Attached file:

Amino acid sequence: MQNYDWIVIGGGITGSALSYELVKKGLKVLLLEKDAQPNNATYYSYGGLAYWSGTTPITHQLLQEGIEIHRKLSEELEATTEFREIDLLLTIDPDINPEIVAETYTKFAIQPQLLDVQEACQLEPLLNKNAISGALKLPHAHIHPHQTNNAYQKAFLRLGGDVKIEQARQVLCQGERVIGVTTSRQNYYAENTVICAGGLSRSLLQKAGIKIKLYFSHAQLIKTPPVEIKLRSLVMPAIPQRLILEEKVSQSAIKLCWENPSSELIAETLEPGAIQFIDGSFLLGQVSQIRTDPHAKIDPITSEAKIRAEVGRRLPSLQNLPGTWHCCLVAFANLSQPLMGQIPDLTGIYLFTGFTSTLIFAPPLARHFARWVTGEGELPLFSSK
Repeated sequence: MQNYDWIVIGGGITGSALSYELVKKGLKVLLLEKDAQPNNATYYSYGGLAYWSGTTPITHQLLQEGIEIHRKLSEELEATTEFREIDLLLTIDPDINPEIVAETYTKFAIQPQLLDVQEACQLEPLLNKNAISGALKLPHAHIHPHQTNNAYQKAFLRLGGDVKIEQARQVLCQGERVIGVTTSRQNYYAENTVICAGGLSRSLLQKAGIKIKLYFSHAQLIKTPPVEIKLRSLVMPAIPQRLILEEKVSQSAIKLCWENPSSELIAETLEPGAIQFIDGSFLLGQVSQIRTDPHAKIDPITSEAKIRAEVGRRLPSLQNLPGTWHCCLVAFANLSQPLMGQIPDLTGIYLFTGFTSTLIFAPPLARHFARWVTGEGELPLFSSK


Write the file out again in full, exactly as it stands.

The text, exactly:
Amino acid sequence: MQNYDWIVIGGGITGSALSYELVKKGLKVLLLEKDAQPNNATYYSYGGLAYWSGTTPITHQLLQEGIEIHRKLSEELEATTEFREIDLLLTIDPDINPEIVAETYTKFAIQPQLLDVQEACQLEPLLNKNAISGALKLPHAHIHPHQTNNAYQKAFLRLGGDVKIEQARQVLCQGERVIGVTTSRQNYYAENTVICAGGLSRSLLQKAGIKIKLYFSHAQLIKTPPVEIKLRSLVMPAIPQRLILEEKVSQSAIKLCWENPSSELIAETLEPGAIQFIDGSFLLGQVSQIRTDPHAKIDPITSEAKIRAEVGRRLPSLQNLPGTWHCCLVAFANLSQPLMGQIPDLTGIYLFTGFTSTLIFAPPLARHFARWVTGEGELPLFSSK
Repeated sequence: MQNYDWIVIGGGITGSALSYELVKKGLKVLLLEKDAQPNNATYYSYGGLAYWSGTTPITHQLLQEGIEIHRKLSEELEATTEFREIDLLLTIDPDINPEIVAETYTKFAIQPQLLDVQEACQLEPLLNKNAISGALKLPHAHIHPHQTNNAYQKAFLRLGGDVKIEQARQVLCQGERVIGVTTSRQNYYAENTVICAGGLSRSLLQKAGIKIKLYFSHAQLIKTPPVEIKLRSLVMPAIPQRLILEEKVSQSAIKLCWENPSSELIAETLEPGAIQFIDGSFLLGQVSQIRTDPHAKIDPITSEAKIRAEVGRRLPSLQNLPGTWHCCLVAFANLSQPLMGQIPDLTGIYLFTGFTSTLIFAPPLARHFARWVTGEGELPLFSSK